# Heat of Fusion of Ice

Topics: Thermodynamics, Density, Temperature Pages: 2 (427 words) Published: May 16, 2013
Ailine Veiga
Question: what is the heat of fusion of ice?
Hypothesis: To get the heat of fusion of ice we need to determine the Energy it takes to melt the ice and also the mass of the ice and determine the heat of fusion. To determine the mass of the ice melted (m) we start by determine the volume of the water generated when the ice melted. This is the difference between the final volume (v2) and the initial volume (v1). Using the density of water (1.0g/mL), this volume can be converted into mass. This concept is shown by the equation [M= (v2-v1) x (1.0g/ml)]. To determine the energy consumed by the melting ice (E), we must determine the energy released by the water to make the ice to melt. This energy can be determined by using the equation to calculate the energy of the temperature changes. The mass of the water releasing heat is determined by multiplying the initial volume (v1) by the density of water (1.0g/mL). The specific heat of water can be obtained from any reliable reference text and is equal to 4.184j/g◦C. the temperature change is the difference between the final temperature (T2) and the initial temperature (T1) of the water. This concept is shown by the equation [E= (v1) x (1.0g/mL) x (4.184J/g°C) x (T2-T1)], and then calculate the heat of fusion of Ice using the equation EM=∆Hf. Plan: To determine the heat of fusion of ice I need a cup of warm water to place the ice cube to calculate the differences of the temperature of the warm water before the ice was add it and after the ice was added it. To take the temperature of the water we need to use a thermometer and make sure it’s in Celsius. To determine the mass, first I need to find the mass of the liquid (water) using a graduated cylinder and then find the mass again after the ice is added and then melted using the same material (graduated cylinder).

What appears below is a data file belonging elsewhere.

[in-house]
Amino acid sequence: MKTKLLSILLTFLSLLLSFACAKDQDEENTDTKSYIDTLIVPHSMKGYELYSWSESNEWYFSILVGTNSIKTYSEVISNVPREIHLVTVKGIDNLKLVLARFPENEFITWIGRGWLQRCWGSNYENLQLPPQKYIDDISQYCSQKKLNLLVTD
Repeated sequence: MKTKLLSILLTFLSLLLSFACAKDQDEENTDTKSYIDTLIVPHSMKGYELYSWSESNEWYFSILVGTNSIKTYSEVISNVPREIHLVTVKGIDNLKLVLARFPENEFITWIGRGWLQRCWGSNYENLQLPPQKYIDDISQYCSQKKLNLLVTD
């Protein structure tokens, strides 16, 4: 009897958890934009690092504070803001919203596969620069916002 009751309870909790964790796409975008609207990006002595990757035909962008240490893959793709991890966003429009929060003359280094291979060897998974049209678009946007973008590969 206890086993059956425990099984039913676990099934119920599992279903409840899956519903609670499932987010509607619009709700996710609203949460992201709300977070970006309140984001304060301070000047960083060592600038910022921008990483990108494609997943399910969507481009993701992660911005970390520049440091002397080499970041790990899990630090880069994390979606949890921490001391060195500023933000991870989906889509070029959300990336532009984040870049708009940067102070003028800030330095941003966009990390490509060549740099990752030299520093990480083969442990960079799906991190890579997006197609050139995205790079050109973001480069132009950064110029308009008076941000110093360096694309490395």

Data & Observation
Results| Trial 1| Trial 2| Trial 3|
Initial Volume of water (V1)| 100 mL| 100mL| 100 mL|
Initial temperature...